It seems the Choral Symphony’s interpretative options have, over the years, forged a fork in the road somewhere between Toscanini’s clear-headed athleticism and Furtwängler’s more broadly paced flights of mysterious fancy. In 1952, Eugen Jochum and his young Bavarian Radio Symphony Orchestra (and Chorus) teamed up with a quartet of soloists spearheaded from the bass end by Ferdinand Frantz (who offers surely the best ‘O Freunde, nicht diese Töne!’ ever) and recorded a decidedly Furtwänglerian Choral, with some markedly slow tempos, though more keenly inflected than his great predecessor’s performances tended to be. I’d rate this as being among the most visionary Ninths available.
Clara Ebers sop Gertrude Pitzinger contr Walther Ludwig ten Ferdinand Frantz bass-bar Bavarian Radio Chorus and Symphony Orchestra / Eugen Jochum (DG, 10/57)
In many key respects, modern approaches to the Violin Concerto have picked up where the Polish virtuoso Bronisław Huberman left off in 1934. Just compare his timing for the first movement (21'10") to, say, Christian Tetzlaff last year (22'45"). Huberman’s first entry boldly rockets us into the ether, his tone throughout is either silvery or acerbic, and his handling of Joachim’s outspoken cadenza is confrontational. Yet there’s warmth aplenty in the Larghetto and the closing Rondo is happily ebullient. It’s interesting that this was George Szell’s only commercial recording of the piece. His pert Viennese accompaniment could hardly have been more consistently on the ball.
Bronisław Huberman vn Vienna Philharmonic / George Szell (Warner Classics, 8/36)
Piano Concerto No 5, ‘Emperor’
When it comes to choices for the Emperor Concerto there is one version that keeps insisting itself into my memory. The pianist, Mindru Katz, actually died on stage while playing Beethoven (a sonata). That was back in 1978, and he was just 52 years old. It’s his recording of the work, made at Manchester’s Free Trade Hall in 1959, that for me best encapsulates the grand, excited, affirmative and perennially fresh spirit of the music. As to the orchestral score, I doubt that the Hallé Orchestra under Sir John Barbirolli ever made a more vital Beethoven recording than this. It’s as if all and sundry are literally shouting the music from the rooftops.
Mindru Katz pf Hallé Orchestra / John Barbirolli (Barbirolli Society, 7/59)
The Triple Concerto is in essence fleshed-out chamber music, which is why the admittedly handsome Oistrakh–Rostropovich–Richter–BPO–Karajan version (Warner Classics) tends to misfire. In their 2018 recording, Laurence Equilbey and her lissom team opt for a lighter, more dynamic, more muscular and – where needs be – more intimate approach. Full forte chords really register (the timps are magnificently present), both string players make colour a priority while pianist David Kadouch is extremely nimble and the chosen tempos are ideal throughout. This is ‘feel-good’ Beethoven, light years removed from the scowling revolutionary, and even more pastoral than the Pastoral Symphony itself. It’s no good trying to turn it into what it isn’t.
Alexandra Conunova vn Natalie Clein vc David Kadouch pf Insula Orchestra / Laurence Equilbey (Erato, 5/19)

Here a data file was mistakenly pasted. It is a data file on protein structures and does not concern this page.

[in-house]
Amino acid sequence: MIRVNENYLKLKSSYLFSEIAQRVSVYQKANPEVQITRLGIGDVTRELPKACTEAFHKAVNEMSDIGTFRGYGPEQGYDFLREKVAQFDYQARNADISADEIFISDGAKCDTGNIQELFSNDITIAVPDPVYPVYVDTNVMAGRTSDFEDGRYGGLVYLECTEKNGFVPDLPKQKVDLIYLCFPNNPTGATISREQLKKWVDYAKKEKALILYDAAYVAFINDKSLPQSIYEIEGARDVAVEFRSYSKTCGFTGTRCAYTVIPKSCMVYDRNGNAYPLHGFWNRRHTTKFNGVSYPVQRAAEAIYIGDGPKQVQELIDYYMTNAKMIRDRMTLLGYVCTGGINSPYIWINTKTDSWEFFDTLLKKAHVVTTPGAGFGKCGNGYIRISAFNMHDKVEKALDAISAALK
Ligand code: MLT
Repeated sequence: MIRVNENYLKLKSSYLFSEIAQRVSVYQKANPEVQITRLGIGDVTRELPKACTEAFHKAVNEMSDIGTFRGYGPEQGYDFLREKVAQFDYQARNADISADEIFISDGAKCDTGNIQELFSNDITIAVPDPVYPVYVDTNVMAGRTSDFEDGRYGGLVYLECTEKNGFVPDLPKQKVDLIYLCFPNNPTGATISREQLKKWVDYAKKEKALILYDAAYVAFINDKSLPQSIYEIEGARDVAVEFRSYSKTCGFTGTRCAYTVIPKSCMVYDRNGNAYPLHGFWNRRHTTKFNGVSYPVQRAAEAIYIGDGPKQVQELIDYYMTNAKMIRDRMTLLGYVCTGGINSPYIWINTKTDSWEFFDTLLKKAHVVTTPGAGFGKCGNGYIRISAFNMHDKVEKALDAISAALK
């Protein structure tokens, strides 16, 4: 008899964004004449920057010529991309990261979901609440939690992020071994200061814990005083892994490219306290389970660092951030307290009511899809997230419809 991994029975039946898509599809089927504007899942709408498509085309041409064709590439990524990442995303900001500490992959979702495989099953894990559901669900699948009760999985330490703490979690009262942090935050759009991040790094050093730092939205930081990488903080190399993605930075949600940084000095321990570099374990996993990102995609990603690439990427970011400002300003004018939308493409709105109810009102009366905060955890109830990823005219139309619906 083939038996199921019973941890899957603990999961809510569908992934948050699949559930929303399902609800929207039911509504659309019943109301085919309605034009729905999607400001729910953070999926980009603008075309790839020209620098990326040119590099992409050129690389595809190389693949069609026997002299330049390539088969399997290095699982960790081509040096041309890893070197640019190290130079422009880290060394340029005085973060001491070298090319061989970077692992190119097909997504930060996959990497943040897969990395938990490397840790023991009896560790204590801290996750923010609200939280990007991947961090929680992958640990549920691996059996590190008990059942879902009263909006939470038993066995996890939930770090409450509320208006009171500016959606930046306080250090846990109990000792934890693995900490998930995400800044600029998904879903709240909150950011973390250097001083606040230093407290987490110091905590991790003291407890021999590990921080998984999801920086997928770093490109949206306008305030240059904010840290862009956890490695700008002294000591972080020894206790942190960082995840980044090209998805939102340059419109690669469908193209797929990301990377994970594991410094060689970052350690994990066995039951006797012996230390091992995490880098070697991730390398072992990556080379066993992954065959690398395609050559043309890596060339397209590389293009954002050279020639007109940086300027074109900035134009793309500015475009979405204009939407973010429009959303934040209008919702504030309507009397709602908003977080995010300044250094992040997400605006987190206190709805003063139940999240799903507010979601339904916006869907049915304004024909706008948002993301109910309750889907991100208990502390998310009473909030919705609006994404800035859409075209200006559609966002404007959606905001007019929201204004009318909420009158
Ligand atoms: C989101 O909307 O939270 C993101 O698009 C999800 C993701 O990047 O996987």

String Quartet No 14, Op 131
You might say that the opening fugal Adagio ma non troppo e molto espressivo of Beethoven’s C sharp minor String Quartet revolutionised the quartet medium as much as Wagner’s Tristan chord altered the course of orchestral music. Both usher us among loaded shadows, but with Beethoven the eventual transformation to allegro signals a breaking dawn. And while the Busch, Budapest and Juilliard quartets focus most aspects of this wonderful music virtually to perfection, the Vlach Quartet’s candid approach (in 1960) – so vibrantly emotional and yet so controlled – perhaps provides the ideal boarding point for the uninitiated. The variation movement becomes an ever-changing prism, the scherzo is full of mischief and the finale vividly suggests the strutting, square-jawed master in full creative flight.
Vlach Quartet (Supraphon, 8/62)
String Quartet No 15, Op 132
Although great beyond measure, Beethoven’s late quartets are problematic in that their ethereal nature makes them peculiarly difficult to grasp, even in the most inspired performances. The beauty of this 1951 recording of Op 132 by the Vienna Konzerthaus Quartet is that a sense of spiritual levitation (such as you experience in the ‘thanksgiving’ episodes in the Molto adagio) is never indulged at the expense of the music’s overall structure. The second movement’s musette-like middle section is charming, and the last two movements, a bracing march and an impassioned allegro, suggest a decisive sense of closure. It’s the solidity of this performance that most appeals, allied to its intensity and Viennese warmth.
Vienna Konzerthaus Quartet (Scribendum, 5/18)
Grosse Fuge (arr Gielen)
Michael Gielen was best known for his probing accounts of modern music. In the classics, that same level of creative intuition (Gielen was himself an accomplished composer) encouraged you, the listener, to freshly re-evaluate whatever you were hearing. For his version of Beethoven’s Grosse Fuge (a work that Stravinsky once described as ‘an absolutely contemporary piece of music that will be contemporary forever...’), Gielen’s implied point is that if you’re going to make chamber music symphonic, you must make it sound symphonic. Rarely has this intellectually challenging monolith been greeted with so many varieties of attack and articulation, as novel as they are fascinating. This 1993 recording will hold you in thrall, I guarantee.
SWR SO Baden-Baden and Freiburg / Michael Gielen (Hänssler Classic, 11/02)
Quintet for Piano and Winds